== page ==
Using Health Psychology to Inspire Entrepreneurial Innovation in Dubai

Using Health Psychology to Inspire Entrepreneurial Innovation in Dubai

Nada Okasha (East London Foundation Trust, UK)
DOI: 10.4018/978-1-5225-9377-5.ch010

Abstract

Being an entrepreneur encompasses a number of traits. Used as an “umbrella term,” it constitutes self-motivation, leadership, resilience, proactivity, creativity, and a sense of light-hearted preparation to deal with potential failure in different aspects of the startup. These individual traits are prevalent in most people; however, it is the combination of them, alongside sound physical health and access to social resources that allows an entrepreneur to enjoy success in due time. Psychological theory and practice may inform techniques in developing and facilitating what it takes to succeed as an entrepreneur. Specifically, health psychology explains how individuals' unique biological, psychological, and social factors, as informed by biopsychosocial theory, together produce adaptive or maladaptive behaviors. To translate this for the context of entrepreneurship, only an individual, who is physiologically healthy or otherwise manages their physical condition well, might enjoy entrepreneurial success.
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Introduction

Being an entrepreneur encompasses a number of traits. Used as an “umbrella term”, it constitutes self-motivation, leadership, resilience, proactivity, creativity, and a sense of light-hearted preparation to deal with potential failure in different aspects of the startup. These individual traits are prevalent in most people, however it is the combination of them, alongside sound physical health and access to social resources that allows an entrepreneur to enjoy success in due time.

Psychological theory and practice may inform techniques in developing and facilitating what it takes to succeed as an entrepreneur. Specifically, health psychology explains how individuals’ unique biological, psychological, and social factors, as informed by biopsychosocial theory (Engel, 1997), together produce adaptive or maladaptive behaviors. To translate this for the context of entrepreneurship, only an individual, who is physiologically healthy or otherwise manages their physical condition well, might enjoy entrepreneurial success. In addition, having the cognitive capacity to motivate oneself and not be defeated by inevitable failures in life and business, and is assertive in receiving social support or is surrounded by emotionally supportive and resourceful peers, will facilitate success in a business start up.

While psychological factors such as resilience, cognitive capacity to process competing cues and tasks, self-efficacy, and ability to motivate oneself on a regular basis may be obvious trait requirements for a successful entrepreneur, biological and social aspects are less obvious. Nevertheless, a significant proportion of our population is living with a long-term condition today, and comorbidity with a number of conditions is similarly prevalent. As for social factors, research has demonstrated a significant benefit of social support on quality of life, happiness, and longevity.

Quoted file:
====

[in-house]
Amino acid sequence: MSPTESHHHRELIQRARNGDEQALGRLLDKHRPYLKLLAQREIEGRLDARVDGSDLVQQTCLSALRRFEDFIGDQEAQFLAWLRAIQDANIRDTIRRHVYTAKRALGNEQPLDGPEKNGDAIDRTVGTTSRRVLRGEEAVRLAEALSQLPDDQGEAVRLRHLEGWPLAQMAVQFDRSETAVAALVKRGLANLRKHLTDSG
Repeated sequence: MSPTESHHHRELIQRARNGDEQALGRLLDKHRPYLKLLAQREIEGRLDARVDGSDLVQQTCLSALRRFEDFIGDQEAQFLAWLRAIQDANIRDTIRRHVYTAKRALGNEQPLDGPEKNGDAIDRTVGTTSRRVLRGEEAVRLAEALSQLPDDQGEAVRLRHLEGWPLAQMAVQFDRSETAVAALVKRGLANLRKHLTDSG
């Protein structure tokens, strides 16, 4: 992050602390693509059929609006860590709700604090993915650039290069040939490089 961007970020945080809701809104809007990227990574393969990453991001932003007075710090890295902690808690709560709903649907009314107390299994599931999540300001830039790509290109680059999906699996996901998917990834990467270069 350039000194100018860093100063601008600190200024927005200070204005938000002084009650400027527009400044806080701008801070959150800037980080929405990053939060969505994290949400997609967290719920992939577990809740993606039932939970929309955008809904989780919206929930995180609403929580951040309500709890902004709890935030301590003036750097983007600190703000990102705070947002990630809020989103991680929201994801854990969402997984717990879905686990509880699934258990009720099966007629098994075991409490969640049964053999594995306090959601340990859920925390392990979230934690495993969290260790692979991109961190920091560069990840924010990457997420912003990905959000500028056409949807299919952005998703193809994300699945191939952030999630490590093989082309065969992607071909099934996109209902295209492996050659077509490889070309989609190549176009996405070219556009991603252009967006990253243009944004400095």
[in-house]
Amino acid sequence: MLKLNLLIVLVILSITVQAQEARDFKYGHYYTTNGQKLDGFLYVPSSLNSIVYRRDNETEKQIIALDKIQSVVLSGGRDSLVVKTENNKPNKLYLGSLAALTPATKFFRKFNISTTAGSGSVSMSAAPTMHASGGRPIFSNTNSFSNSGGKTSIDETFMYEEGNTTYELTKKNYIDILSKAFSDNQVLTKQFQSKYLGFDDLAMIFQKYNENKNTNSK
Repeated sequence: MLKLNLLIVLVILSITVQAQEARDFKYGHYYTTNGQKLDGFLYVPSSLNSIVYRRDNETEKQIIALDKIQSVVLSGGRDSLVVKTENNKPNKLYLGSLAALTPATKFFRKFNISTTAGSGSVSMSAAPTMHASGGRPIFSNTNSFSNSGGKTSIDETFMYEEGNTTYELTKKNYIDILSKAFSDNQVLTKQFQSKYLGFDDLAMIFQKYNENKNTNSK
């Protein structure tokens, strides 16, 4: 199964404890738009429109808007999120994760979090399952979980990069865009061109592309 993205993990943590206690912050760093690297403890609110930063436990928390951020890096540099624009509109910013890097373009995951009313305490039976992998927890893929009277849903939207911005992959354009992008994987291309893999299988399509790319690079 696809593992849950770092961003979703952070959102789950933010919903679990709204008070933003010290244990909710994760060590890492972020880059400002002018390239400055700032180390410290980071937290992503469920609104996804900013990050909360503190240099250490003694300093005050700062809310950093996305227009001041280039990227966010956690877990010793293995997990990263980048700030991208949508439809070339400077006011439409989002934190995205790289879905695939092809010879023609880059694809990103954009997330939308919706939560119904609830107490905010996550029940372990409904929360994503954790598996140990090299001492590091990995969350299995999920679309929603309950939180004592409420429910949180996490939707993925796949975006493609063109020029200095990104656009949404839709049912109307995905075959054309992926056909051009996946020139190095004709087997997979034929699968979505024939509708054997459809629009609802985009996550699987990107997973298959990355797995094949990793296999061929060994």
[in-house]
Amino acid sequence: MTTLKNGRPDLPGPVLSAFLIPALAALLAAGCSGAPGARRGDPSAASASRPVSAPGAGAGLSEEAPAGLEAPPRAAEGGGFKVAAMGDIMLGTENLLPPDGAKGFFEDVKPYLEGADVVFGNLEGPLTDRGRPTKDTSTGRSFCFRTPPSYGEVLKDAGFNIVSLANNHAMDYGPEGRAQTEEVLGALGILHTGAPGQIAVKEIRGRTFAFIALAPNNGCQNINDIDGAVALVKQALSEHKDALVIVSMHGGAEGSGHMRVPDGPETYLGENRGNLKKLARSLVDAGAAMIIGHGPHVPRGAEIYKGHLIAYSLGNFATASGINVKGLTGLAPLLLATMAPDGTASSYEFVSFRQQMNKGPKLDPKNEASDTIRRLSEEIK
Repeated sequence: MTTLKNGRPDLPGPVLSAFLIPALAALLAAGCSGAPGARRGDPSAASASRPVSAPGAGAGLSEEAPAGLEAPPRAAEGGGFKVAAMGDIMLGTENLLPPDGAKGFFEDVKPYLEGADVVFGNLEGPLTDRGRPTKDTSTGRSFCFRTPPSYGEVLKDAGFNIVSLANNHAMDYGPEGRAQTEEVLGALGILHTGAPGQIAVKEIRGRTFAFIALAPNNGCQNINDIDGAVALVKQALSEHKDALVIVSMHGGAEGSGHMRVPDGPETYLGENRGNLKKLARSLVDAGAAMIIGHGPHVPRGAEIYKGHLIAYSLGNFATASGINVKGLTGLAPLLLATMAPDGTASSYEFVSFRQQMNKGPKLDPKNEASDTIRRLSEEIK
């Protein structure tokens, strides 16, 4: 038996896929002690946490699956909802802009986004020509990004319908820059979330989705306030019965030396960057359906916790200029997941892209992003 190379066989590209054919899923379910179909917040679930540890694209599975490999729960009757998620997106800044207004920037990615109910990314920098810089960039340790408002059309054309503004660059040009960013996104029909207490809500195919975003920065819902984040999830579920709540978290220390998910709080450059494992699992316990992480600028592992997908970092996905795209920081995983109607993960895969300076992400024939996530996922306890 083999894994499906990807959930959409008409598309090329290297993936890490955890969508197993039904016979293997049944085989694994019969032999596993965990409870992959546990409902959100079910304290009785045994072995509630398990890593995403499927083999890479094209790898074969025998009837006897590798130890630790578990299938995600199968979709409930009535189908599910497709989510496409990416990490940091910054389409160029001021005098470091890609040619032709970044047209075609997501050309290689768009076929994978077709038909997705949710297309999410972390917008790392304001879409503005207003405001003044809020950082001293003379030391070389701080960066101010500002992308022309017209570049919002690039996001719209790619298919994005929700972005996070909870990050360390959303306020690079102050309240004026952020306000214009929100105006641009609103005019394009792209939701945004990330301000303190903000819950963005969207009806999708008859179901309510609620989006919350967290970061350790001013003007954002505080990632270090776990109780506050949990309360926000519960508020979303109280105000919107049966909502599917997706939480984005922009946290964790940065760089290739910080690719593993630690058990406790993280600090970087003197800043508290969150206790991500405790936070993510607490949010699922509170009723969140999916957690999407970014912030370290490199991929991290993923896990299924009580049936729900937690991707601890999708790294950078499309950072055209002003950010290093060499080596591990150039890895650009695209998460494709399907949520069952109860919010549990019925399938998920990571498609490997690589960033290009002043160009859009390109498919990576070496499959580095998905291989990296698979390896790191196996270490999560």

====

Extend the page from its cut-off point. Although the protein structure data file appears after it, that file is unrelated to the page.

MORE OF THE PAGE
This represents one aspect of how health psychology can be used to support entrepreneurship in Dubai: by directly considering the individual behind the start up. The alternative approach is to use health psychology to inspire novel ideas in Dubai’s pool of business start-ups, specifically with the intention of maintaining and improving biopsychosocial health and quality of life in Dubai. Both of these avenues for intervention will be discussed in this chapter.

It seems to be the responsibility of academics, educators, national healthcare systems and professionals, and ultimately governments to facilitate a biopsychosocially healthier community for the benefit of a more prosperous economy, higher success rates for entrepreneurs, and greater national economic growth. Psychoeducation appears to be the beginning of a solution – followed by cognitive-behavior based therapies for individuals who require more comprehensive intervention. By up-skilling citizens with the necessary tools to manage their physical conditions (or maintain their physical health), strengthen psychological capacity and resilience, and be assertive in their social support needs and utilizing existing social resources effectively.

In the interest of economic development, a governmental body might decide to delegate different aspects of such a biopsychosocial intervention unto senior figures across the economy, rather than appointing multiple health and occupational psychologists, whose services may be costly. This includes educators, from primary school to degree-level; business owners; national campaigners; community representatives; consulates; stakeholders. There is potential for a vast impact on residents of Dubai.

Still, preventative and secondary interventions must be distinguished. For instance, in considering obesity as a rising national crisis in the Gulf area, and the lack of entrepreneurs in sport-related enterprise; school psychoeducation of mindful eating, recommended daily physical activity levels and calorific intake might be useful as a preventative intervention for obesity.

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